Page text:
Design a 3D-Printed Tool for Astronauts to Use Aboard the Space Station

First Tool Printed by Space Station's Commercial 3D Printer
The Additive Manufacturing Facility, a commercial 3D printer aboard the International Space Station, printed this wrench (its first tool) in June 2016. (Image credit: NASA/Made In Space/Lowe's)

Do you have a creative idea for a tool that astronauts could use aboard the International Space Station (ISS)?

A new competition, called the ISS Design Challenge, is asking college students for creative designs for tools that space station astronauts could use in their everyday lives aboard the orbiting lab. The winning tool design will be 3D printed aboard the space station using a Made In Space printer.

The competition, which is sponsored by Mouser Electronics, will be judged by former ISS Cmdr. Chris Hadfield and former "MythBusters" co-host Grant Imahara.

Daily life aboard the International Space Station can be challenging; many of the ordinary tasks we take for granted here on Earth require the creative use of tools and contraptions in the weightless environment of space. And sometimes, it's just easier to create the tools in space than to launch them to the space station.

Graphic outlining the operation of the 3D printer aboard the International Space Station. (Image credit: Made In Space)

"Life on a spaceship — it's different because you're weightless," Hadfield said in a video overview of the new competition. "Everything that you're so used to just putting down somewhere — drinking a glass, putting it down, the water staying in the bottom. Your hair staying down. Your shirt being on the lower part of your body and not floating up around your head."

Indeed, engineers have to get creative — and that's where the student competition comes in.

"Life in space isn't easy," Imahara said in the video. "It's full of challenges that push the limits of technology, and often requires truly innovative solutions. That's where engineers come in, and if you have an idea that's creative enough, that could be where you come in."

In the video, Hadfield encouraged the contest participants to think not of toys, but of useful devices that could help with life in microgravity. [Video: Astronaut Ready to Take 3D Printing Into the Final Frontier]

The winning entry must meet strict safety guidelines to be accepted into orbit. For example, it cannot require any external power and cannot use an open flame, and it must use specific polymers (materials) for 3D printing.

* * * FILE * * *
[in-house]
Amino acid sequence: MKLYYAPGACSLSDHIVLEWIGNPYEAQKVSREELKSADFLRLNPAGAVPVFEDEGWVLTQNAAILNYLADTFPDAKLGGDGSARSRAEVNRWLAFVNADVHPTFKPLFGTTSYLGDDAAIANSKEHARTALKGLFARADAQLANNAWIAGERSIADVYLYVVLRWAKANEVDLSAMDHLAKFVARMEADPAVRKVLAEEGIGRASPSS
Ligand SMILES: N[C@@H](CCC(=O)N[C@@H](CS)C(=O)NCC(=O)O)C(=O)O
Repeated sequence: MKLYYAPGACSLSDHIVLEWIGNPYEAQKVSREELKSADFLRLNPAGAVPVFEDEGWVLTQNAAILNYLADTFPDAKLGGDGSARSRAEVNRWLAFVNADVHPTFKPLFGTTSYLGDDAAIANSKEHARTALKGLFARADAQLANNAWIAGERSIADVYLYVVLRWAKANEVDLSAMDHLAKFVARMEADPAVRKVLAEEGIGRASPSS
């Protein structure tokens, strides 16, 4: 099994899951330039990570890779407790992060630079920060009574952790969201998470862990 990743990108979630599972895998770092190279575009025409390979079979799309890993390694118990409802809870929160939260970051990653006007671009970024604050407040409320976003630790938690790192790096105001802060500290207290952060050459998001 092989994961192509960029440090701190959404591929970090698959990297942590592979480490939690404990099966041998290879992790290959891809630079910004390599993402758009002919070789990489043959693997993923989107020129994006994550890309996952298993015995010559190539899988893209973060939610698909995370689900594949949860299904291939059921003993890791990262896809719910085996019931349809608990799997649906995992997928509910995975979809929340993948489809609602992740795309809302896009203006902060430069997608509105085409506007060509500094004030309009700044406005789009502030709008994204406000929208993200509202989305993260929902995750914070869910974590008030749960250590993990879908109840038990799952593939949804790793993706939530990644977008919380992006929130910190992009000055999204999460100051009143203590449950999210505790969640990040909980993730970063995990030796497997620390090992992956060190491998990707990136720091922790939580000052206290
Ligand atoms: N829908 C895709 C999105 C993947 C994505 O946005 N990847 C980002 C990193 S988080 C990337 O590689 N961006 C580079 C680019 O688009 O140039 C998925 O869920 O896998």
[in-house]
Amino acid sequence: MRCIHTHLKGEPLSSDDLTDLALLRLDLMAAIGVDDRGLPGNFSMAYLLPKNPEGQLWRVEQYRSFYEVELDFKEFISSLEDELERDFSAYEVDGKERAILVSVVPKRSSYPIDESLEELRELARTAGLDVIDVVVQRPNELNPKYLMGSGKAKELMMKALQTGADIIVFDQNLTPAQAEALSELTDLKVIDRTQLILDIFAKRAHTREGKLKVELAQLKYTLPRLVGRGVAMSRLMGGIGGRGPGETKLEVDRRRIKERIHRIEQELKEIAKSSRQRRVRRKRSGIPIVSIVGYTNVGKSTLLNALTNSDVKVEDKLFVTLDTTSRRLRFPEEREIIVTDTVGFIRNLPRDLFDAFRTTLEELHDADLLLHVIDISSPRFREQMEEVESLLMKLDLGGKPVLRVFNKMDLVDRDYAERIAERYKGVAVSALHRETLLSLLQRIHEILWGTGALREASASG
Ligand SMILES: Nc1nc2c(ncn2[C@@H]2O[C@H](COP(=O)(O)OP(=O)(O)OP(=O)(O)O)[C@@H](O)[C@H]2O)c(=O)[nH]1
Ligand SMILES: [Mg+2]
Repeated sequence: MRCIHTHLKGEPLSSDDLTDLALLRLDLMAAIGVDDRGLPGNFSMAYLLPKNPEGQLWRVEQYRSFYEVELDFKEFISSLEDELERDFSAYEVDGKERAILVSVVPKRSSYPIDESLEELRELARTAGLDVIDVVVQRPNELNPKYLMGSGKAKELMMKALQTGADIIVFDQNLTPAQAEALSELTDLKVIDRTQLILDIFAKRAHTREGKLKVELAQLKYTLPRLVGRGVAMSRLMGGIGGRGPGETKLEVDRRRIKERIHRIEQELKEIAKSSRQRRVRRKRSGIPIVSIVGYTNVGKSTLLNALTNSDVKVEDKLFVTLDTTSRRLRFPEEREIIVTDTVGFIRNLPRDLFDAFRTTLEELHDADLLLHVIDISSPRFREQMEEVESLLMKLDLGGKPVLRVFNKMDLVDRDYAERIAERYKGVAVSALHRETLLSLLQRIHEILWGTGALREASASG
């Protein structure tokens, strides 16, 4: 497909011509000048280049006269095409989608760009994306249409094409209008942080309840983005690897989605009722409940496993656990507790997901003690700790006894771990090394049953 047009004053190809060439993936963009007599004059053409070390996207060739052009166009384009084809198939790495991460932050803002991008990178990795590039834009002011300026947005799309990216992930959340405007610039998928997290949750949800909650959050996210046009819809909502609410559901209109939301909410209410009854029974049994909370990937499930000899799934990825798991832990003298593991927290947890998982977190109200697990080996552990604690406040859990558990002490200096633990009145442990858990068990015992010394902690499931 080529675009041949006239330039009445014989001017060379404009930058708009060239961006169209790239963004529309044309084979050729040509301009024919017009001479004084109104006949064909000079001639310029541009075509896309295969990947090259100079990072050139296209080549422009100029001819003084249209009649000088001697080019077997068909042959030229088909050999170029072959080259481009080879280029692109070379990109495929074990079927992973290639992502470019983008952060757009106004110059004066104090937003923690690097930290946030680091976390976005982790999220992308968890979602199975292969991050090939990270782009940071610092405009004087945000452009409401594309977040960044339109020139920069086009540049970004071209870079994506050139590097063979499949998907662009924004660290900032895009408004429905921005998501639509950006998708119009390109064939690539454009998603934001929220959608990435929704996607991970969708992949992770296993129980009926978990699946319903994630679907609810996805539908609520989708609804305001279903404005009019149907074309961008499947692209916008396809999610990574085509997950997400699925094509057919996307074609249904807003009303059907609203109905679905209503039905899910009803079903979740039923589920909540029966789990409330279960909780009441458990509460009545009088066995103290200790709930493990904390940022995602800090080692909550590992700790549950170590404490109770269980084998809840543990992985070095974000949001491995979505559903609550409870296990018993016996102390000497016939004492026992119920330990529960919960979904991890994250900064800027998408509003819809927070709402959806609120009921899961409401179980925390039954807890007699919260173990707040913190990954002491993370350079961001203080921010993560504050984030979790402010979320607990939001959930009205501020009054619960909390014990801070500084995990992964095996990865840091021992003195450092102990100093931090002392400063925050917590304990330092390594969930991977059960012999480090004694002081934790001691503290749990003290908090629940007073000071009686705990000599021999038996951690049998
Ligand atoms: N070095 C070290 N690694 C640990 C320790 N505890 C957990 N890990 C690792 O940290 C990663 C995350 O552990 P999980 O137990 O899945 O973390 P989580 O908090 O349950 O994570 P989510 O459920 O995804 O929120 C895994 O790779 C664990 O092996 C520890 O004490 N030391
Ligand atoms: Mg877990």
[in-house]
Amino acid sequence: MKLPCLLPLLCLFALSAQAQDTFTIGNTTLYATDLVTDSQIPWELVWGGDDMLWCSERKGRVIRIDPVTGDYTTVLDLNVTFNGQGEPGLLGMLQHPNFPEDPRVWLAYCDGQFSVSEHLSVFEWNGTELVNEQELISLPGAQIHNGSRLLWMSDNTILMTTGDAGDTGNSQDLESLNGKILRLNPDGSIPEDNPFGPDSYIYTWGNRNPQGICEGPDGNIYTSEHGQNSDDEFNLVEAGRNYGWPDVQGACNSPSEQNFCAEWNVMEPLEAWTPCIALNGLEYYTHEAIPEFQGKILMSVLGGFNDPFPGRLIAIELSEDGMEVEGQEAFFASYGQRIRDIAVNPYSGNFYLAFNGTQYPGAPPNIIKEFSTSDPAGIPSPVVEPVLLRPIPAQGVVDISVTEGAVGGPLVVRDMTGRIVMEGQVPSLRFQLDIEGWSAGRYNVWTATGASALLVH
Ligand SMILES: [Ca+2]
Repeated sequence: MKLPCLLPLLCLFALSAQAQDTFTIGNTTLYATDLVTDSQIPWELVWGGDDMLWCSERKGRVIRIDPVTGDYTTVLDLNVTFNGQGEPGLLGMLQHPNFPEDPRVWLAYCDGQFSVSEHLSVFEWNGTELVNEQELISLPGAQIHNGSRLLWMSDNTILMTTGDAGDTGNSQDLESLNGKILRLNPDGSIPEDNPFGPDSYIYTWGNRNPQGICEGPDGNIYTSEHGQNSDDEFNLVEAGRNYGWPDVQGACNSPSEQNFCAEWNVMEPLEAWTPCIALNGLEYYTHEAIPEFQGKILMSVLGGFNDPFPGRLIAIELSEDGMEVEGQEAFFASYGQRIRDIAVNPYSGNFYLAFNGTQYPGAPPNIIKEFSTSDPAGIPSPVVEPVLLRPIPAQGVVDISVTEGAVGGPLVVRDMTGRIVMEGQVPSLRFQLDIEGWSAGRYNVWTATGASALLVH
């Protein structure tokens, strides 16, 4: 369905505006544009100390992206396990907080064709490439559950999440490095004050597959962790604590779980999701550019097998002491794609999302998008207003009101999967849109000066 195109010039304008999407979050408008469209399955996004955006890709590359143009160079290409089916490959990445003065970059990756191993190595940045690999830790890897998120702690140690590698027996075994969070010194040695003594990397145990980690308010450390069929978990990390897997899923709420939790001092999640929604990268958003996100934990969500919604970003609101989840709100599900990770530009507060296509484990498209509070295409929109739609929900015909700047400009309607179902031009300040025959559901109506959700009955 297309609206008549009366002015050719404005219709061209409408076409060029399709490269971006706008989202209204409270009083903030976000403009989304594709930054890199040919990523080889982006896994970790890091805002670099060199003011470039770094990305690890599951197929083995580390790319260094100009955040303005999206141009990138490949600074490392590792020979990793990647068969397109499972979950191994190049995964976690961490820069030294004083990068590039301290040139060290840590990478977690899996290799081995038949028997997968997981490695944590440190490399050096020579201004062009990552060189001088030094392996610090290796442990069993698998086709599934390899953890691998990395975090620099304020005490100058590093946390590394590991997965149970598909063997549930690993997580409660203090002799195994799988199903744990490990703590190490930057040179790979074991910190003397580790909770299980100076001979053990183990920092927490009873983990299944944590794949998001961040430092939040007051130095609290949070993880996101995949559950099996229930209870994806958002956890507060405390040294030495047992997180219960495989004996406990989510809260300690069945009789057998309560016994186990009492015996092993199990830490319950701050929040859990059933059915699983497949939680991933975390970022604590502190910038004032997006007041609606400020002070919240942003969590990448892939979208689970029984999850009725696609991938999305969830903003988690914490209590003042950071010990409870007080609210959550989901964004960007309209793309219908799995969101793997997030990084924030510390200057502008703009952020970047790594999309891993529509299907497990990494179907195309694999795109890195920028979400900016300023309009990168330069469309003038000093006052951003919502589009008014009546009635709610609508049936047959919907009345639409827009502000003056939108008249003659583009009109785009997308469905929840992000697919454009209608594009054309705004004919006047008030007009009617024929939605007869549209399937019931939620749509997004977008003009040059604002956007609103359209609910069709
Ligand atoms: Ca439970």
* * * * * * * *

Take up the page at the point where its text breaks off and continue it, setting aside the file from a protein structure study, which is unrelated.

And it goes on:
Early entries on the Mouser website include a space drone, a virtual-reality headset for astronauts to look at pictures of loved ones, and an astronaut finger wrench.

"This contest definitely kicks up the excitement level by challenging our customers to create something to be used in space," Glenn Smith, president and CEO of Mouser Electronics, said in a statement.

Other partners in the project include the Institute of Electrical and Electronics Engineers, Hackster and MacroFab. The winner will receive a 3D printer, a consultation with Made In Space and, of course, the opportunity to see his or her technology used on the ISS.

Entries are due Oct. 7. Full contest details are available here.

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Elizabeth Howell
Staff Writer, Spaceflight

Elizabeth Howell (she/her), Ph.D., is a staff writer in the spaceflight channel since 2022 covering diversity, education and gaming as well. She was contributing writer for for 10 years before joining full-time. Elizabeth's reporting includes multiple exclusives with the White House and Office of the Vice-President of the United States, an exclusive conversation with aspiring space tourist (and NSYNC bassist) Lance Bass, speaking several times with the International Space Station, witnessing five human spaceflight launches on two continents, flying parabolic, working inside a spacesuit, and participating in a simulated Mars mission. Her latest book, "Why Am I Taller?", is co-written with astronaut Dave Williams. Elizabeth holds a Ph.D. and M.Sc. in Space Studies from the University of North Dakota, a Bachelor of Journalism from Canada's Carleton University and a Bachelor of History from Canada's Athabasca University. Elizabeth is also a post-secondary instructor in communications and science at several institutions since 2015; her experience includes developing and teaching an astronomy course at Canada's Algonquin College (with Indigenous content as well) to more than 1,000 students since 2020. Elizabeth first got interested in space after watching the movie Apollo 13 in 1996, and still wants to be an astronaut someday. Mastodon: